the curious case of David Sokol and Berkshire Hathaway

The case of David Sokol, late of Berkshire Hathaway, has been widely reported over recent days.  The facts, as I understand them, are as follows:

Sokol’s behavior…

1.  One of Warren Buffett’s chief lieutenants and touted as a potential successor to the Sage of Omaha, Mr. Sokol had the task of finding a suitable target for the merger and acquisition “elephant gun” Mr. Buffett proclaimed last year he had primed to fire.  There may have been others looking as well, but Mr. Sokol certainly was one.

2.  Mr. Sokol decided to recommend Lubrizol to Mr. Buffett as a company that Berkshire should purchase.

3.  Prior to approaching his boss, Mr. Sokol bought $9+ million in Lubrizol stock for himself.

4.  In his presentation to Mr. Buffett, Mr. Sokol mentioned his own holding, but only in passing.  He apparently did so in a way that it didn’t highlight the relevant points of how recent or how large his purchase had been.

5.  Buffett decided to buy Lubrizol.  Sokol sold his stock for a $3 million personal profit.

6.  After this became know, Sokol resigned from Berkshire.  Buffett maintains that Sokol did nothing wrong and that the resignation has nothing to do with his Lubrizol stock purchase.

7.  The SEC is now investigating Sokol, with the focus of the inquiry on whether there are other instances of the same buy-for-yourself-then-recommend behavior.

…isn’t the issue on Wall Street.  Buffett’s is.

People buy Berkshire Hathaway stock because they regard Warren Buffett as a master investor and a person of absolute integrity.  His public appearances draw immense media attention for the same reasons.  Other investors parse each sentence he pens or utters for sophisticated investment insights.  Why, then, would such a hero defend a subordinate who appears to have taken advantage of Mr. Buffett’s trust and used his corporate position for personal gain?   …especially when this conduct appears to fly in the face of the fair-play rules every investment company must follow.

why do this?

No one outside Berkshire Hathaway knows for sure.  I have two observations:

1.  Imagine what Mr. Sokol’s defense against charges of failing in his fiduciary duty to Berkshire Hathaway shareholders might be.  If it were me, I’d argue along three lines:

a) First, I would say that Sokol is an industrialist working for a conglomerate, not a portfolio manager working for a regulated securities company.  Therefore, he’s not subject to the severe controls on the latter’s activities.

b)  I’d then say that Berkshire doesn’t have adequate compliance procedures that establish and monitor standards of conduct.  As as result of this corporate failure, he was ignorant of proper procedures.

c) Then I’d try to argue that his behavior was common practice at Berkshire.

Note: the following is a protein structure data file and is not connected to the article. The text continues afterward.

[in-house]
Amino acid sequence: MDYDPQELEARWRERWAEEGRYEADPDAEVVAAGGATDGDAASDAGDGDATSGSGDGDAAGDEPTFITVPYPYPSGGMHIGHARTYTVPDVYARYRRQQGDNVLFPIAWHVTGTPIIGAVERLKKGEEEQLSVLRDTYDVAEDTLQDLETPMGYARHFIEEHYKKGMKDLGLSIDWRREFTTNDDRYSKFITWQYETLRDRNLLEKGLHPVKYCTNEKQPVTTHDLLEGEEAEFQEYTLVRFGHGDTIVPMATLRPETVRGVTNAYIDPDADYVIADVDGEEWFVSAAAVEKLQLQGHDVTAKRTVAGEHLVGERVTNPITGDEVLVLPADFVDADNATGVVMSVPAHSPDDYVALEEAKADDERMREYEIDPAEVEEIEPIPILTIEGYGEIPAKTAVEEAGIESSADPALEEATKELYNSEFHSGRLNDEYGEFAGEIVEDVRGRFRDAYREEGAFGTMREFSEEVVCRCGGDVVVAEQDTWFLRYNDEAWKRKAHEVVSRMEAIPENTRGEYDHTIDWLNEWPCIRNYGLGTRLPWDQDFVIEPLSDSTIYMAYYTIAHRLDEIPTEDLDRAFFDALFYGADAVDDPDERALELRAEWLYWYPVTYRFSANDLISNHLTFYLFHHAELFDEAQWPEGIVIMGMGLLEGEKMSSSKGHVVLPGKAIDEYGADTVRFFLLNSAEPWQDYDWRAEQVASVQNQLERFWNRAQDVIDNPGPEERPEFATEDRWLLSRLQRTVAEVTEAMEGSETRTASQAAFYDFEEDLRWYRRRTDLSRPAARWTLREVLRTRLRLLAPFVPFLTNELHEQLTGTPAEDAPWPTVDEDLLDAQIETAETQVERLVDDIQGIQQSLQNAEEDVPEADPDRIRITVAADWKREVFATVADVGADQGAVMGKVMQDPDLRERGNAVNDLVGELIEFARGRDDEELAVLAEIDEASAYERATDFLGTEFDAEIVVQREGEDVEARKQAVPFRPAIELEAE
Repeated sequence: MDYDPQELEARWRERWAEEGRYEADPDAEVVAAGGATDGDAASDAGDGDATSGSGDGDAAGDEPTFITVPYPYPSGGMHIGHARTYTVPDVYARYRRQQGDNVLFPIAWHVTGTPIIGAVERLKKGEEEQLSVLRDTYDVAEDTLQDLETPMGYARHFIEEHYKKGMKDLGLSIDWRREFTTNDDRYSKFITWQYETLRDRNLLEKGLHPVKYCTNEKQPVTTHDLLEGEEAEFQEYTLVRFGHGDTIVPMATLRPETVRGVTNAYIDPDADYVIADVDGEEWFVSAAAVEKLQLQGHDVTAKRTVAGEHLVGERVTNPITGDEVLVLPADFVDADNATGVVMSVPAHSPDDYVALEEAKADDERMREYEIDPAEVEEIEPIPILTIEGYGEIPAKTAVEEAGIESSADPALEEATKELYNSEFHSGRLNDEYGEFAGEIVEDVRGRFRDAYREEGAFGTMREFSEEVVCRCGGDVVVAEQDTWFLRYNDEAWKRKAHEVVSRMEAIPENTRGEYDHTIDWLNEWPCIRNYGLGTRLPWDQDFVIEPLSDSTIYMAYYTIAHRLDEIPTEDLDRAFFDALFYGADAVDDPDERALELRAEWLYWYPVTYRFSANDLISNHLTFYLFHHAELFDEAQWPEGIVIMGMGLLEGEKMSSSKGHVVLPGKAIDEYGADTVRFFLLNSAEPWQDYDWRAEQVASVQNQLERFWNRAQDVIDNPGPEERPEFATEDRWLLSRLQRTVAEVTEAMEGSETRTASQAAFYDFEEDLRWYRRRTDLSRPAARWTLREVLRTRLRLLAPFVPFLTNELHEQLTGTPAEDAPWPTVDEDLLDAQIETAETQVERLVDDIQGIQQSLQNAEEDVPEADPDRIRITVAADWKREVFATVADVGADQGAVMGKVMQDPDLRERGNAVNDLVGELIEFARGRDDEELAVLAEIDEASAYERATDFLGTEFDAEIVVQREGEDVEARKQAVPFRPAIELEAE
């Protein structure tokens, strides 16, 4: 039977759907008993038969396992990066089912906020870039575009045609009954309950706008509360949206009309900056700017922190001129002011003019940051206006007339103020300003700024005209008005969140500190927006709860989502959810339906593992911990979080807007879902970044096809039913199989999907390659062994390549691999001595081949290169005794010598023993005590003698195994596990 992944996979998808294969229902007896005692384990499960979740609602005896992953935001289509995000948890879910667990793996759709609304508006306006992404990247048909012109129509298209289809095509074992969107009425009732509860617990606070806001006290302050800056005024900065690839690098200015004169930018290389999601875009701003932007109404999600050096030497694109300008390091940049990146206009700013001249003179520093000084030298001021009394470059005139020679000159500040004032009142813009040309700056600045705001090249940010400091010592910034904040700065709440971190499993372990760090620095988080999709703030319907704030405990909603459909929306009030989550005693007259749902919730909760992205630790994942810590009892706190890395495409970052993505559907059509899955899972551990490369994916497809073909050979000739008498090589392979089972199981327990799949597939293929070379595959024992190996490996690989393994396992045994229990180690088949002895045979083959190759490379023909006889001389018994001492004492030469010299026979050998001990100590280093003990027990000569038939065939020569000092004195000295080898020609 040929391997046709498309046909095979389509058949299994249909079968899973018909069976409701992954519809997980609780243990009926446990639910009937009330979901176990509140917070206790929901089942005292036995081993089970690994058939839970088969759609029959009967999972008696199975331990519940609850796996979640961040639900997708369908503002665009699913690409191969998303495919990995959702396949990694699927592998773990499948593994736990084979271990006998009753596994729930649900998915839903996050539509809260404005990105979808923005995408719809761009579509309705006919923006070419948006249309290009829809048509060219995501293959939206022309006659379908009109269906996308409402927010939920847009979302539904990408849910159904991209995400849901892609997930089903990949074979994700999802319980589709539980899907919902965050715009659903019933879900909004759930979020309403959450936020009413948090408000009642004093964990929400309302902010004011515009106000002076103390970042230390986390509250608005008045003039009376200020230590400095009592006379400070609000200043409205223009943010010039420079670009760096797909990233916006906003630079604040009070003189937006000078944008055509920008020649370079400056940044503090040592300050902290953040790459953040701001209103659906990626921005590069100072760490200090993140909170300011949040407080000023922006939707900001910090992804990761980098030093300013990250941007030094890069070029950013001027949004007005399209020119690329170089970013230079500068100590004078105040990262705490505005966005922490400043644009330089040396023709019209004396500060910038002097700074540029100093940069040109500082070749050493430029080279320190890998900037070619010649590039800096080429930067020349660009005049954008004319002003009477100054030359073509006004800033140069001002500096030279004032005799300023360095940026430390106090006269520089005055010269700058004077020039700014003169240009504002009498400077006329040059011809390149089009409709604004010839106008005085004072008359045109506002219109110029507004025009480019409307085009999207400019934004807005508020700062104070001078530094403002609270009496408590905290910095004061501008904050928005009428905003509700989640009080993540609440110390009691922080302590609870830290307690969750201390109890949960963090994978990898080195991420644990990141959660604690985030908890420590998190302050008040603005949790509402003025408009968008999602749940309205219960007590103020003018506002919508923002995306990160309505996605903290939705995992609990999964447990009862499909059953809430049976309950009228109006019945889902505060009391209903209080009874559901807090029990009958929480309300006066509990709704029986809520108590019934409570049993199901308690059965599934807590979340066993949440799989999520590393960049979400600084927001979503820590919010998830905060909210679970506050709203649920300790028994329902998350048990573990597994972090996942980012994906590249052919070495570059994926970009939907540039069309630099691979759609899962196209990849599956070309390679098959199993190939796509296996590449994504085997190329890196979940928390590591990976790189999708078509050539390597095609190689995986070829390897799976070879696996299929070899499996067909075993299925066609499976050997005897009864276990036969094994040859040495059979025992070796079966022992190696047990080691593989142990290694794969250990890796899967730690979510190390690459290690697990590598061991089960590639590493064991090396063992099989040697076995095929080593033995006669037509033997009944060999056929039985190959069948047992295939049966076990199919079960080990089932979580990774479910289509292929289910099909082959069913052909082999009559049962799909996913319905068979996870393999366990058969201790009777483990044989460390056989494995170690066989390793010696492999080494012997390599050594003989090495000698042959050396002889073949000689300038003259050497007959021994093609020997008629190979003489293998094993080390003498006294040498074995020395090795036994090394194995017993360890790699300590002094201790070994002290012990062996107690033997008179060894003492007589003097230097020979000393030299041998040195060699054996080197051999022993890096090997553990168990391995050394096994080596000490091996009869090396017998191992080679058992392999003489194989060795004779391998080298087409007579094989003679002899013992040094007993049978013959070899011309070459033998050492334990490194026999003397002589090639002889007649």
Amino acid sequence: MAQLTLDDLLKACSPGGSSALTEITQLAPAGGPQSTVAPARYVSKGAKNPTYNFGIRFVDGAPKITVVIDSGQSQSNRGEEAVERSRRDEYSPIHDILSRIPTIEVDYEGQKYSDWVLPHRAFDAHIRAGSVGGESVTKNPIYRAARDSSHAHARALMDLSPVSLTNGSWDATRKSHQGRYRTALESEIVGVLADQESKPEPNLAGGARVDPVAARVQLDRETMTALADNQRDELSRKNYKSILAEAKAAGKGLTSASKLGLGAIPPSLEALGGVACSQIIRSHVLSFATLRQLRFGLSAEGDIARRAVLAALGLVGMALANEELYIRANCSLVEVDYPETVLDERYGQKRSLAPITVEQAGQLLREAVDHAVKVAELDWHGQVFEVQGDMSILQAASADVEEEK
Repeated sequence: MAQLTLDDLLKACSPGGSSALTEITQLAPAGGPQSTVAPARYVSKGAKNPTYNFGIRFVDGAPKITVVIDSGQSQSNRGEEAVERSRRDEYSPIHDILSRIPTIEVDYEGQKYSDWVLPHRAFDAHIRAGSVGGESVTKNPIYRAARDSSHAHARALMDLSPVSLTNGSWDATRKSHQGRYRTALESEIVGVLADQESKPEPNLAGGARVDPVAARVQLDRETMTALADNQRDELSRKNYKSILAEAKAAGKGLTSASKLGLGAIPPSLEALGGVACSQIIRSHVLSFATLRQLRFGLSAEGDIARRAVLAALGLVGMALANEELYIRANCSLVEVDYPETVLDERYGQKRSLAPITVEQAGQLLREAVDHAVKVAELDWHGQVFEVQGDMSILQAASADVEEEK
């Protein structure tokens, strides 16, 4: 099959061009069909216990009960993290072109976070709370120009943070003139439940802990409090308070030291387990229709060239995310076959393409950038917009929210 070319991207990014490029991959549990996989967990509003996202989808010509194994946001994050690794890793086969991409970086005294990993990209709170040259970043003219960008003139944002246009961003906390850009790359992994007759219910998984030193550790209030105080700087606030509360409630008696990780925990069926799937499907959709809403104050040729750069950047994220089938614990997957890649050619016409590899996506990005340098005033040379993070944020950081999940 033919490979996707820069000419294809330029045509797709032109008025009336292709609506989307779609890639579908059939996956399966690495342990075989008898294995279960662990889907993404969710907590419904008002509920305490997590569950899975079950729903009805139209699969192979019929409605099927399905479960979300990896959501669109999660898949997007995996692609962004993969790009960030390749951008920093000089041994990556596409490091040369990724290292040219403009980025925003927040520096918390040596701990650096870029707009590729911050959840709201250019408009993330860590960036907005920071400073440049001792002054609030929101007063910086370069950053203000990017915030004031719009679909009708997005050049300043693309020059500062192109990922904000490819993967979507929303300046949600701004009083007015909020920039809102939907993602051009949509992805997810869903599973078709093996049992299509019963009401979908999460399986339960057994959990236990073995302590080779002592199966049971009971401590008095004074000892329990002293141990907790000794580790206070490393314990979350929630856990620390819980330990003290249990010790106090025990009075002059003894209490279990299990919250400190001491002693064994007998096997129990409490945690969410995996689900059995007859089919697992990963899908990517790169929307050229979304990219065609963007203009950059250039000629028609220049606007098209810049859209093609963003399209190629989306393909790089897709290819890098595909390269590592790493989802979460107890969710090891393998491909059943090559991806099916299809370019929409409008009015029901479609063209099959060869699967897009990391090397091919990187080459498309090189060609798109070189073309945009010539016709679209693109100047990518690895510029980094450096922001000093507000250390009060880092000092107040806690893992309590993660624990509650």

In fact, it appears Sokol is already asserting that what he did is just the same as Charlie Munger (Buffett’s long-time associate and vice-chairman of Berkshire) holding shares of Chinese battery company BYD prior to Berkshire taking a large stake.

In the press, there has been no discussion of Berkshire compliance procedures.  Yes, Buffett wrote a letter on the subject all newly hired executives are required to state that they have read–but nothing else.  No one I’m aware of has written that Berkshire implemented the kind of strict controls over, and intense scrutiny of, personal trading that is mandatory for investment companies.  Nor is there talk of periodic compliance training that is also required for professional investors.  My guess is that, while these procedures may exist in the company’s insurance subsidiaries, there’s no company-wide effort.

Also, if it is correct that the thrust of an SEC investigation of Sokol is on a pattern of behavior rather than this one incident, this suggests that points a) and b) above have merit.

To sum up, at least in the very narrow sense of “can he be convicted?”, Mr. Sokol may actually have done nothing wrong.  Unethical, maybe, but illegal, no.  So there’s little Mr. Buffett can do other than to ask for Mr. Sokol’s resignation.

Ironically, if Berkshire were a regulated investment company, it may well be that Mr. Buffett’s supervisory failure to publicize and enforce the rules would be the main actionable offense.

2.  There could be a second reason for Berkshire wanting to put this incident behind it as quickly as possible.

The shock and outrage in the investment community over the Sokol affair illustrates Wall Street’s belief about what Berkshire is:  the investment company run by one of the greatest American investors of the twentieth century.

To defend itself, Berkshire would likely have to emphasize that Berkshire is a financial services/industrial conglomerate (Geico is its best-known brand), not a regulated investment firm.

What’s so bad about that?  The stock doesn’t trade at the discount to asset value that’s characteristic of multi-industry companies, insurance firms in particular.  Berkshire trades at a substantial, though slowly shrinking, premium to book.   Defense of Berkshire’s behavior regarding Sokol might well end up being an attack on that premium as well, and accelerate its decline.

 

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